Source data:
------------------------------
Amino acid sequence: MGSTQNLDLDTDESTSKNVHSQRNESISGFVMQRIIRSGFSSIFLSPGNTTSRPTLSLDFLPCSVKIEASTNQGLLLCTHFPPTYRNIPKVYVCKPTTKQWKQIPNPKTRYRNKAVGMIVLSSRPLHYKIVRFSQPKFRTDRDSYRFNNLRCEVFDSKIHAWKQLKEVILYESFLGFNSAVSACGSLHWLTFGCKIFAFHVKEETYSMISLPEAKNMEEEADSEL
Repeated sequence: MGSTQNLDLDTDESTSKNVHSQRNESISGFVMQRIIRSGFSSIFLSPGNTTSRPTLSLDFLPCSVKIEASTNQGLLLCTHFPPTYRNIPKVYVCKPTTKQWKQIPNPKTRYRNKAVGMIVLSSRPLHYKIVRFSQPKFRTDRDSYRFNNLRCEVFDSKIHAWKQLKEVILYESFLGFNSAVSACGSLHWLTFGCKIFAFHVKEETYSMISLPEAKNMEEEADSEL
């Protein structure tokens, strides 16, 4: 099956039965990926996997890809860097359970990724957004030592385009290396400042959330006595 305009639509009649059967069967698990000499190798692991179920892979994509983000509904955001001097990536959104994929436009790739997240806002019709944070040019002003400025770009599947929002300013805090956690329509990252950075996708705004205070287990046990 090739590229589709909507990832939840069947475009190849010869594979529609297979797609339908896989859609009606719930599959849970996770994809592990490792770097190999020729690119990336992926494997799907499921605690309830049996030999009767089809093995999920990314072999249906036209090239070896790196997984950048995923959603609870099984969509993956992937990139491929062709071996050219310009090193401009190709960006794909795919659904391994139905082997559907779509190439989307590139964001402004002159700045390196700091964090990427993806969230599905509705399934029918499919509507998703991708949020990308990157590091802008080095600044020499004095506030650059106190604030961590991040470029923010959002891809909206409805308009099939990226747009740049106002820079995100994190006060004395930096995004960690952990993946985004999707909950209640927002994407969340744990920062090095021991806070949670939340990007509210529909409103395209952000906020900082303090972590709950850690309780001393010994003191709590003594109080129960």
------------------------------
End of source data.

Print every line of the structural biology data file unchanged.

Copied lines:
Amino acid sequence: MGSTQNLDLDTDESTSKNVHSQRNESISGFVMQRIIRSGFSSIFLSPGNTTSRPTLSLDFLPCSVKIEASTNQGLLLCTHFPPTYRNIPKVYVCKPTTKQWKQIPNPKTRYRNKAVGMIVLSSRPLHYKIVRFSQPKFRTDRDSYRFNNLRCEVFDSKIHAWKQLKEVILYESFLGFNSAVSACGSLHWLTFGCKIFAFHVKEETYSMISLPEAKNMEEEADSEL
Repeated sequence: MGSTQNLDLDTDESTSKNVHSQRNESISGFVMQRIIRSGFSSIFLSPGNTTSRPTLSLDFLPCSVKIEASTNQGLLLCTHFPPTYRNIPKVYVCKPTTKQWKQIPNPKTRYRNKAVGMIVLSSRPLHYKIVRFSQPKFRTDRDSYRFNNLRCEVFDSKIHAWKQLKEVILYESFLGFNSAVSACGSLHWLTFGCKIFAFHVKEETYSMISLPEAKNMEEEADSEL
């Protein structure tokens, strides 16, 4: 099956039965990926996997890809860097359970990724957004030592385009290396400042959330006595 305009639509009649059967069967698990000499190798692991179920892979994509983000509904955001001097990536959104994929436009790739997240806002019709944070040019002003400025770009599947929002300013805090956690329509990252950075996708705004205070287990046990 090739590229589709909507990832939840069947475009190849010869594979529609297979797609339908896989859609009606719930599959849970996770994809592990490792770097190999020729690119990336992926494997799907499921605690309830049996030999009767089809093995999920990314072999249906036209090239070896790196997984950048995923959603609870099984969509993956992937990139491929062709071996050219310009090193401009190709960006794909795919659904391994139905082997559907779509190439989307590139964001402004002159700045390196700091964090990427993806969230599905509705399934029918499919509507998703991708949020990308990157590091802008080095600044020499004095506030650059106190604030961590991040470029923010959002891809909206409805308009099939990226747009740049106002820079995100994190006060004395930096995004960690952990993946985004999707909950209640927002994407969340744990920062090095021991806070949670939340990007509210529909409103395209952000906020900082303090972590709950850690309780001393010994003191709590003594109080129960």